Admittedly, Manifesta has always been part of neoliberal urban transformations with the silent consent of all parties involved, and its curators are usually very good at maneuvering and defending their interests and those of the participating artists. But is Manifesta ready to mirror that situation when an experimental “conservative” exhibition suddenly begins to resonate all too harmonically with ultraright-wing cultural policies initiated by the state? Is there something available to describe this, like the language invented by non-conformist artists of the Soviet Seventies, indicated by the untranslatable term nevlipaniya, which roughly means “how not to put your foot in it”? Over the last years, Putin’s Russia has unexpectedly turned to realizing a project of perverse decolonization and liberation from Western influences, including that of modern art and even more post-modernism (with the latter term constantly used as an accusation by the authorities). In official documents from the Ministry of Culture, full of sympathetic quotes from Max Nordau, the author of the term “degenerate art,” such work is now presented as a mix of “black humor, cursing, porn, and mediocre shamanism under the slogan of innovation.”
Kimiya Shams argues that scents (i.e. the fragrance industry) should be protected by intellectual property law. She writes:
The global fragrance market, valued at $28 billion in 2012, is forecast to reach approximately $45.6 billion by 2018 … Companies invest, on average, between 7 and 12 percent of their perfume revenues in research and development. Yet the average lifespan of a fragrance is only three to four years. And one out of every three new perfume launches fails (each costing up to $70 million). A top selling fragrance can be highly lucrative, however, generating more than one billion dollars per year in sales. It is estimated that a bottle of Chanel No. 5 is sold somewhere in the world every 55 seconds. But, shockingly, the world’s most famous perfume does not enjoy intellectual property (IP) protection, even in Chanel’s home country of France.
Joanne McNeil pleads to stop erasing female tech company founders from history. She writes:
Men are erased from history too. But no one is suggesting Michael Birch’s Wikipedia page redirect to Xochi Birch. Women are assumed to be tokens until proven otherwise.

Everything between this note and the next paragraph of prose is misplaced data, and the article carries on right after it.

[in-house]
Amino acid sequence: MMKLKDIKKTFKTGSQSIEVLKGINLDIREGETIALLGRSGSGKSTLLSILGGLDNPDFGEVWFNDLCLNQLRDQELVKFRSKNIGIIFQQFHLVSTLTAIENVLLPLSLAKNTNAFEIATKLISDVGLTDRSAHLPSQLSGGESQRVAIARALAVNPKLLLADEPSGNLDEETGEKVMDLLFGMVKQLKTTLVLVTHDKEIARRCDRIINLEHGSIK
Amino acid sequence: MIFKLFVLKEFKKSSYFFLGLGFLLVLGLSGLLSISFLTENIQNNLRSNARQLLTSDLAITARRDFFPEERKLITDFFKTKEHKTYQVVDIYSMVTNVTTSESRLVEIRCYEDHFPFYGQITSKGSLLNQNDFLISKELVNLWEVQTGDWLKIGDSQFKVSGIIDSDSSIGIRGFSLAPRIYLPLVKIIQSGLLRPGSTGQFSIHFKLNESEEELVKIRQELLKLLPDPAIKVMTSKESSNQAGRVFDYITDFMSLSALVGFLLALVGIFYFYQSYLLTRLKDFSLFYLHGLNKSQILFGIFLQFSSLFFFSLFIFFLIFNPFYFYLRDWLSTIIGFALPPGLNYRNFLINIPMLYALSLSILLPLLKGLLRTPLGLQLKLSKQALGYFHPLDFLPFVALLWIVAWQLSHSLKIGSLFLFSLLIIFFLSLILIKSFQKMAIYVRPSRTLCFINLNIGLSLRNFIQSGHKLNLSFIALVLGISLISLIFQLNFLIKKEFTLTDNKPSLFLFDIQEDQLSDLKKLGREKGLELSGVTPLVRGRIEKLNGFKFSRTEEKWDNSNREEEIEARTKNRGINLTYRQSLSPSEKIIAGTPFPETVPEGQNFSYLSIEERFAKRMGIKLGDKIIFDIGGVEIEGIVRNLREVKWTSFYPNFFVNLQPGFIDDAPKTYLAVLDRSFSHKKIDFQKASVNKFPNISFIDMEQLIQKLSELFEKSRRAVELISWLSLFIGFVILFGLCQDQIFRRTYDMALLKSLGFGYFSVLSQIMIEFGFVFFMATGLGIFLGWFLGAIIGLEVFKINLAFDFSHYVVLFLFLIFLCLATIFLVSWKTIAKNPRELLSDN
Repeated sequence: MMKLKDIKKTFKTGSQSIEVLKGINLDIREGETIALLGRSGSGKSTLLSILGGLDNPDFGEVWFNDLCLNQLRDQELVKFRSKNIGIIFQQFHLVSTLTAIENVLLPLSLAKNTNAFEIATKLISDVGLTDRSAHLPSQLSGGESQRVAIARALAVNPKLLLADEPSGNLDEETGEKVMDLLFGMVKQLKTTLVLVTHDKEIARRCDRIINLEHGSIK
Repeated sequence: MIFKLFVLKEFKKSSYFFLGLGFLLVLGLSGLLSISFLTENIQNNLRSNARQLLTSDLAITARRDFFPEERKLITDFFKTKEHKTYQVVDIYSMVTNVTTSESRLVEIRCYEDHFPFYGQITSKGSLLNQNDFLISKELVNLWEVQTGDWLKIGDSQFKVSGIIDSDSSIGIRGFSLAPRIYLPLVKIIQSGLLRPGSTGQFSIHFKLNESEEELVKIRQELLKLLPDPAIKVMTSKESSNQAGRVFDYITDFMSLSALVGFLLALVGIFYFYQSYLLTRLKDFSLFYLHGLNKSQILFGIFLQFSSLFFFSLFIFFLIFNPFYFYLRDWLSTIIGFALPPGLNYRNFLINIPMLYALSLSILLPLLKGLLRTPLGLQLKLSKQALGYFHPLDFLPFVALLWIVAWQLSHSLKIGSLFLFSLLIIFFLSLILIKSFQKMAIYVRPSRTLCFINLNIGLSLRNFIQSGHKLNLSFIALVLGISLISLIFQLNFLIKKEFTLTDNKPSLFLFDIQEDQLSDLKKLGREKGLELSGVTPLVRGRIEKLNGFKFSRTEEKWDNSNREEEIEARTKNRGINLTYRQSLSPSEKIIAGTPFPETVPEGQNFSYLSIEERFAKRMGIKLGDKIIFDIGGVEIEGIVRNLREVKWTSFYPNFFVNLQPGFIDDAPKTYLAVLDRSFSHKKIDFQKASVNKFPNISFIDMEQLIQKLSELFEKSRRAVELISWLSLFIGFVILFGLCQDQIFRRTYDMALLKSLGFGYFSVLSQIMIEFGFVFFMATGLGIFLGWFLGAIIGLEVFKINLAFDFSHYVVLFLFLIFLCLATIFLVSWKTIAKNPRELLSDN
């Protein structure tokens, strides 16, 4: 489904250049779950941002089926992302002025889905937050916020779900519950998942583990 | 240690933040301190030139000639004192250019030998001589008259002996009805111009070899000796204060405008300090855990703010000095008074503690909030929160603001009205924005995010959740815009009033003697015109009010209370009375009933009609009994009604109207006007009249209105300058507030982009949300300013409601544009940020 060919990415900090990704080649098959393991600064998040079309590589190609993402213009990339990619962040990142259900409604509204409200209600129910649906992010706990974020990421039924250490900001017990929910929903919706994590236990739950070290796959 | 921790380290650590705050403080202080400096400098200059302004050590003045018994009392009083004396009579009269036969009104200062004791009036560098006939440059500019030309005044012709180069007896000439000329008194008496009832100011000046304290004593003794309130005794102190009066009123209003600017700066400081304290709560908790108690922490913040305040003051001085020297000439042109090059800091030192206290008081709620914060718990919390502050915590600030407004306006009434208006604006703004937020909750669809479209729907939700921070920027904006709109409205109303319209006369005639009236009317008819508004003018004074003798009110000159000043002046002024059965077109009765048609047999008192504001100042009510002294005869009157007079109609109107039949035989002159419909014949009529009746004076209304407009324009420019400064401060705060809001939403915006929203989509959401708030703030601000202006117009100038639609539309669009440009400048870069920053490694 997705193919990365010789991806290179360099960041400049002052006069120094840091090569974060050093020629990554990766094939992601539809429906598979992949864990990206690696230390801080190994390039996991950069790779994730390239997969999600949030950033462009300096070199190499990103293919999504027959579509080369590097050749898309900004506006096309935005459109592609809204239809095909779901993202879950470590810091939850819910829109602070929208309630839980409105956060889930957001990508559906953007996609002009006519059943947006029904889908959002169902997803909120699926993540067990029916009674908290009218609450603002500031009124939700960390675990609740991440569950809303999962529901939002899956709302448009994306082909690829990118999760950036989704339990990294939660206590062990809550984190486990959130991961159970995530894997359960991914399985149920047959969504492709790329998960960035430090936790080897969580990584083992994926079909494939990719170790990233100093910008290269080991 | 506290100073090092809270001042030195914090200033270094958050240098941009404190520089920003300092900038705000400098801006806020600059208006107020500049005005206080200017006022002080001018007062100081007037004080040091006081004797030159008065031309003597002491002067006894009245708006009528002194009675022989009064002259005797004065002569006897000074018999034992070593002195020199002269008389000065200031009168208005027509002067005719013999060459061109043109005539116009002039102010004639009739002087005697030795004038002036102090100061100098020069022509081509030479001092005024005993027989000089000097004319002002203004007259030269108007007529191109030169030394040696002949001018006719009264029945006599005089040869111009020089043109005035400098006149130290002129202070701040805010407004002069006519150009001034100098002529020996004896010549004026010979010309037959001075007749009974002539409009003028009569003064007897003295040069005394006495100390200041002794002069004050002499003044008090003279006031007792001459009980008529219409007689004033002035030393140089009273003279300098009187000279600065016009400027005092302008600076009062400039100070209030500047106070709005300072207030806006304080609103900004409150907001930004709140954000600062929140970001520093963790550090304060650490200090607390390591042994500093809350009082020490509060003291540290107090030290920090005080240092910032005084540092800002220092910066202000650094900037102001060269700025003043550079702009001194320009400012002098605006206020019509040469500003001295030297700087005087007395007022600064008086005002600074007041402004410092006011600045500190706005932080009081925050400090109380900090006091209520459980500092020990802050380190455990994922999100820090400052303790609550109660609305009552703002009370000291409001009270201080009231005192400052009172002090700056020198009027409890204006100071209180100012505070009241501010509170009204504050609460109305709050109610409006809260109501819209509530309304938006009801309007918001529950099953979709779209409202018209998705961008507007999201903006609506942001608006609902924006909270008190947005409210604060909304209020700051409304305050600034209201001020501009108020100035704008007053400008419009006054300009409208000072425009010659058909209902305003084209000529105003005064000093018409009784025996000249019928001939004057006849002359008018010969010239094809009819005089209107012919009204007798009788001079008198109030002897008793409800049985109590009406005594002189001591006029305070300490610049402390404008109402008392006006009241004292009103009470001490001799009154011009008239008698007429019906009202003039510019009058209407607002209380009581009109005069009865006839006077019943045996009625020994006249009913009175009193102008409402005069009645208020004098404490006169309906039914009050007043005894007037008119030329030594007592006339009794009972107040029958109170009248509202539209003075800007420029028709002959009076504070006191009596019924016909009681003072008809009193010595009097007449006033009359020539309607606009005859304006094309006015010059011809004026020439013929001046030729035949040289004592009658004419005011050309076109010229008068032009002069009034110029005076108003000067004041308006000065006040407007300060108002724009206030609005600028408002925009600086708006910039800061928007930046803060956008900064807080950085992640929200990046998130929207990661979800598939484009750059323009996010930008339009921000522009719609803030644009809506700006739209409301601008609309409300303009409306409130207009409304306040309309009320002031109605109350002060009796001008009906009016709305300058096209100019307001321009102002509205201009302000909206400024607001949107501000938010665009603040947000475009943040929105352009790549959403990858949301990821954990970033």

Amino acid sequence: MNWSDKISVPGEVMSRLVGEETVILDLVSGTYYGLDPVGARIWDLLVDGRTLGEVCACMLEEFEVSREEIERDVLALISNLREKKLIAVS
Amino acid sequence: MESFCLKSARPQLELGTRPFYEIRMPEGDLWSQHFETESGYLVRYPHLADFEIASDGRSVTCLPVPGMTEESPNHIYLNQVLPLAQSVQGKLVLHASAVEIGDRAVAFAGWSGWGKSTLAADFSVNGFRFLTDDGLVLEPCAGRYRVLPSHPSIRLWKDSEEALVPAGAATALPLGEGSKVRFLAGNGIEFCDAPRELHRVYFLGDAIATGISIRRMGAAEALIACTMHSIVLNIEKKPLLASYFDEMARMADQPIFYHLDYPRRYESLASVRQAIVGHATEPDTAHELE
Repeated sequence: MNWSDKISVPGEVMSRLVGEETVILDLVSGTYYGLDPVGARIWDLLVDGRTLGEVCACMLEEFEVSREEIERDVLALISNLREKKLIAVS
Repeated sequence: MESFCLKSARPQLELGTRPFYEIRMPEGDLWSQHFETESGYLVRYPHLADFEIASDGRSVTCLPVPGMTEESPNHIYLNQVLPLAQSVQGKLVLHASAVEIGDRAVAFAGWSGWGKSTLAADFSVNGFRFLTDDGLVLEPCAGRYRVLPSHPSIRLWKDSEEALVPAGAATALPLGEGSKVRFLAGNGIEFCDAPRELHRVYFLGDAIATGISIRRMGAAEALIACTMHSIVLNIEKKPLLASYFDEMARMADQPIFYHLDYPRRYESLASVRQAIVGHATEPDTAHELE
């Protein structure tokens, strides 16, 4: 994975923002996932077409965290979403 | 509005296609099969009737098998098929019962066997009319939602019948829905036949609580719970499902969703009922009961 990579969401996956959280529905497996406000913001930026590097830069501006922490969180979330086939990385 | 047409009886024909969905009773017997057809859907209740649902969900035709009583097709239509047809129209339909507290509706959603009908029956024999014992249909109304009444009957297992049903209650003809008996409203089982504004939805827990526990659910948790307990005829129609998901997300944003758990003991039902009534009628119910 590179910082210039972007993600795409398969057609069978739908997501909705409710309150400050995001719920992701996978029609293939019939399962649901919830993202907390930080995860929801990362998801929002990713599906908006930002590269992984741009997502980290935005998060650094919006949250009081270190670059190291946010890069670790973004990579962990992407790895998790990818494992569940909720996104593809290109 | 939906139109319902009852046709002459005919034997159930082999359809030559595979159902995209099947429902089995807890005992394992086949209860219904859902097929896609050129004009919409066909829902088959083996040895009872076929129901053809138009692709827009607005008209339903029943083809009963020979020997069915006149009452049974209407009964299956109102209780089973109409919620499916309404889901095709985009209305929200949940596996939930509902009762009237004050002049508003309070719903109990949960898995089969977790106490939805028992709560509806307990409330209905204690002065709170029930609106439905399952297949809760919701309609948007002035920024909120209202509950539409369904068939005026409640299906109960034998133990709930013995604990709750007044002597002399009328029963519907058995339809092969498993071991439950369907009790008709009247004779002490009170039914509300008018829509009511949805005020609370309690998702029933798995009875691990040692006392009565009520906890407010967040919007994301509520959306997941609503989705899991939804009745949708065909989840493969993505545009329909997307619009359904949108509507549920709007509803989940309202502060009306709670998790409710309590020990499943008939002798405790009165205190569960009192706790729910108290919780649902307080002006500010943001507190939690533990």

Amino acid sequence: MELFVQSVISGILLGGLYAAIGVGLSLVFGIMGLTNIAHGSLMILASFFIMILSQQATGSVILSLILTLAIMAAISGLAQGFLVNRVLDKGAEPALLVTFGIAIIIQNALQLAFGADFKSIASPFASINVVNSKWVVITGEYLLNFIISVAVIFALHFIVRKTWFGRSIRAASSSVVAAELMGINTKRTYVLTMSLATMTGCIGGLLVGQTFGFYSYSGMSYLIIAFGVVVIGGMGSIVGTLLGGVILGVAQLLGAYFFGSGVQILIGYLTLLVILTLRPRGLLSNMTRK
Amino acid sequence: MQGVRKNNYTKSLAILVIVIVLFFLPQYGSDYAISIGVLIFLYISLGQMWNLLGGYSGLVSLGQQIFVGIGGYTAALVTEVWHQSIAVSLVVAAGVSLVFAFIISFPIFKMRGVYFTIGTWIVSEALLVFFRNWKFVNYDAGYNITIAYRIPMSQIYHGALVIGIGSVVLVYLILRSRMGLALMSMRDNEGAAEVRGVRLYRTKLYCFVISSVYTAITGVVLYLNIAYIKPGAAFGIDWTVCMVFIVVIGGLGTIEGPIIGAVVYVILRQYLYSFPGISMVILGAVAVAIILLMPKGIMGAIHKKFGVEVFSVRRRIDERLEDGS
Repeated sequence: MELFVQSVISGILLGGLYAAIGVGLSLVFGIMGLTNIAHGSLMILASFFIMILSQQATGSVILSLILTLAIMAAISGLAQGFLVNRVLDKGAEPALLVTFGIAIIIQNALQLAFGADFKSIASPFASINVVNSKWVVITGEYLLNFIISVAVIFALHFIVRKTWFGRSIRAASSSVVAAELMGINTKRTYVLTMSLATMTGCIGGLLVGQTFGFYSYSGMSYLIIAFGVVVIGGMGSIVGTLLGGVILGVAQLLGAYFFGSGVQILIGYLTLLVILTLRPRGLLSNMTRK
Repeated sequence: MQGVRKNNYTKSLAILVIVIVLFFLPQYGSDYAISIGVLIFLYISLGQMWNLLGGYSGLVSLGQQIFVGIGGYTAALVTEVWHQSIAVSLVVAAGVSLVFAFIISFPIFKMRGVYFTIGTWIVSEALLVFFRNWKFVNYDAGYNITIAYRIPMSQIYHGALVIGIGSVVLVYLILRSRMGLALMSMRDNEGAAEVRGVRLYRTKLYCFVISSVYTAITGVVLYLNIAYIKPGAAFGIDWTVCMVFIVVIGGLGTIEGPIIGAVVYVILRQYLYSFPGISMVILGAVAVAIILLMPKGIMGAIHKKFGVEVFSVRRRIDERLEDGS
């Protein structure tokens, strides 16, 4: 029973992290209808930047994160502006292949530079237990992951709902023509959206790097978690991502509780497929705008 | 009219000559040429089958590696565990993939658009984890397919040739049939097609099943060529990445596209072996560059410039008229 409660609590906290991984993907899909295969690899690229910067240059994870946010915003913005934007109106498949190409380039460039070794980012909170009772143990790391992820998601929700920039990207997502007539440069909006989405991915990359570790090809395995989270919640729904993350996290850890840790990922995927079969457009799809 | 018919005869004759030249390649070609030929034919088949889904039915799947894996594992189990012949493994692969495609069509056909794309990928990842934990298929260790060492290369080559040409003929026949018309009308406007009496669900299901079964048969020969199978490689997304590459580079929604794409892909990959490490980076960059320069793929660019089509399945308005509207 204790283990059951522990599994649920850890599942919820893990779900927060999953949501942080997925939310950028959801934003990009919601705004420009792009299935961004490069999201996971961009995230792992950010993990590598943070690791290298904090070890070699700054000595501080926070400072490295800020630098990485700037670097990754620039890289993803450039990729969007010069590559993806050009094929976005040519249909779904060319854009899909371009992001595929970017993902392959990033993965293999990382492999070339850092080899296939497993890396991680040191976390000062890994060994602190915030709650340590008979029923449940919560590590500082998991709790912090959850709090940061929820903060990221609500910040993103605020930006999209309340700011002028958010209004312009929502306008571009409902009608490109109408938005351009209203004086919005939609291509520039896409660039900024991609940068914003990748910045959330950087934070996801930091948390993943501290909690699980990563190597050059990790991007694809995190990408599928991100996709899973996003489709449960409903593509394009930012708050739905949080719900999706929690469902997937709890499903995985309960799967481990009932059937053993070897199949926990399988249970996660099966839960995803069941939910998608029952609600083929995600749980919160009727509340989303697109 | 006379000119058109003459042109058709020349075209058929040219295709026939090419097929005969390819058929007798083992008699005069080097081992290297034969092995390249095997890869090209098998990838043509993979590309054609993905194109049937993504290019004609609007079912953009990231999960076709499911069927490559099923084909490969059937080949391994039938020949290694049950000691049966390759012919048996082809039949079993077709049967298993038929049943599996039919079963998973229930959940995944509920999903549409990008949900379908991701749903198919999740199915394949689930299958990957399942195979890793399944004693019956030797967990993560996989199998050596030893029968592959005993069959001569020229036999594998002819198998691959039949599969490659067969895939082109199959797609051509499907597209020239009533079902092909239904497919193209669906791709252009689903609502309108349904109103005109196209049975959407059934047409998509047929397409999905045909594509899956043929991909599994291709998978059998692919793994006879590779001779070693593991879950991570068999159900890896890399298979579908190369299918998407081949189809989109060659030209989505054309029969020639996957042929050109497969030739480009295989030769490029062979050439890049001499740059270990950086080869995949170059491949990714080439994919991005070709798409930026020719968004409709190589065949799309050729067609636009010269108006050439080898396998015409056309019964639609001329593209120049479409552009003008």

The LA Times‘ Carolina Miranda created a ridiculously and beautifully overwrought poem about artist Jeff Koons based on reviews of his Whitney Museum retrospective. For instance:
The hype has been endless for this.
The oligarchical collectors of our age, we know, do not care
They like their art instantly recognisable
The famous artworks that inspired 15 films in various ways, including:
- Andrew Wyeth’s “Christina’s World” and Terrence Malick’s Days of Heaven
- Diane Arbus’ “Identical Twins, Roselle, New Jersey, 1967” and Stanley Kubrick’s The Shining
- Edward Hopper’s “House by the Railroad” and Alfred Hitchcock’s Psycho
- Pieter Bruegel the Elder’s “The Tower of Babel” and Fritz Lang’s Metropolis
- Thomas Gainsborough’s “The Blue Boy” and Quentin Tarantino’s Django Unchained
- Jean-Honoré Fragonard’s “The Swing” and Disney’s Tangled
The New Yorker explores NYC’s shadow transit system that in comprised of dollar van rides from the periphery of the city underserved by the established subway and bus system. This van system is similar to those found in many cities in developing countries around the world. Aaron Reiss writes:
Today, dollar vans and other unofficial shuttles make up a thriving shadow transportation system that operates where subways and buses don’t — mostly in peripheral, low-income neighborhoods that contain large immigrant communities and lack robust public transit. The informal transportation networks fill that void with frequent departures and dependable schedules, but they lack service maps, posted timetables, and official stations or stops. There is no Web site or kiosk to help you navigate them. Instead, riders come to know these networks through conversations with friends and neighbors, or from happening upon the vans in the street.
… Chen Dao, a recent immigrant to Elmhurst from China’s Fujian province, told me, as he and his wife were riding a van home from a shopping trip in Manhattan’s Chinatown, “I’ve learned to read the subway signs a little bit, and I can recognize some English words. I know, if I see a ‘B-R-,’ that it’s going to Eighth Avenue” — the Sunset Park neighborhood of Brooklyn. “But it can also be very difficult,” he said. “If you pass your stop, or you take a little nap, when you bring your head up you know you made a mistake and have no idea where you are. Then what options do you have? You have no idea where to go, you look around and there are no Chinese, you can’t ask anybody how to get home.”
And Matthew Inman takes on some obnoxious behavior, including selfies (read the whole comic at The Oatmeal):
Required Reading is published every Sunday morning EST, and is comprised of a short list of art-related links to long-form articles, videos, blog posts, or photo essays worth a second look.